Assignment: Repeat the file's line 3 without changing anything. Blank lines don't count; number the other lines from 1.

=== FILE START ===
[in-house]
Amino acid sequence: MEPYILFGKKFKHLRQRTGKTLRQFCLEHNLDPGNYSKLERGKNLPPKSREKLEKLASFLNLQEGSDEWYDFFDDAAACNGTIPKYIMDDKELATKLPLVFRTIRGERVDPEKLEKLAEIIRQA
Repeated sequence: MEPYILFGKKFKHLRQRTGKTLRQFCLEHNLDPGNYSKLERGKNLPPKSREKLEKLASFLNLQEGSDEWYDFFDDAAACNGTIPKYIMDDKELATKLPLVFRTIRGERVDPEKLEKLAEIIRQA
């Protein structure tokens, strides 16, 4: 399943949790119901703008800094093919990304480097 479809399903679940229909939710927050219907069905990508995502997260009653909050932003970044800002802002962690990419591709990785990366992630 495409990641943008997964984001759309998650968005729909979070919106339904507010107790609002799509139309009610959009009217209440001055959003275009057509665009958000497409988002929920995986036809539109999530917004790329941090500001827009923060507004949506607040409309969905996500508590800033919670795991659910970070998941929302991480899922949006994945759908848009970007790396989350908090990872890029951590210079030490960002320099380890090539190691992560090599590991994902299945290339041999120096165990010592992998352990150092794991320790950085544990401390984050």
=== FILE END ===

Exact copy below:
Repeated sequence: MEPYILFGKKFKHLRQRTGKTLRQFCLEHNLDPGNYSKLERGKNLPPKSREKLEKLASFLNLQEGSDEWYDFFDDAAACNGTIPKYIMDDKELATKLPLVFRTIRGERVDPEKLEKLAEIIRQA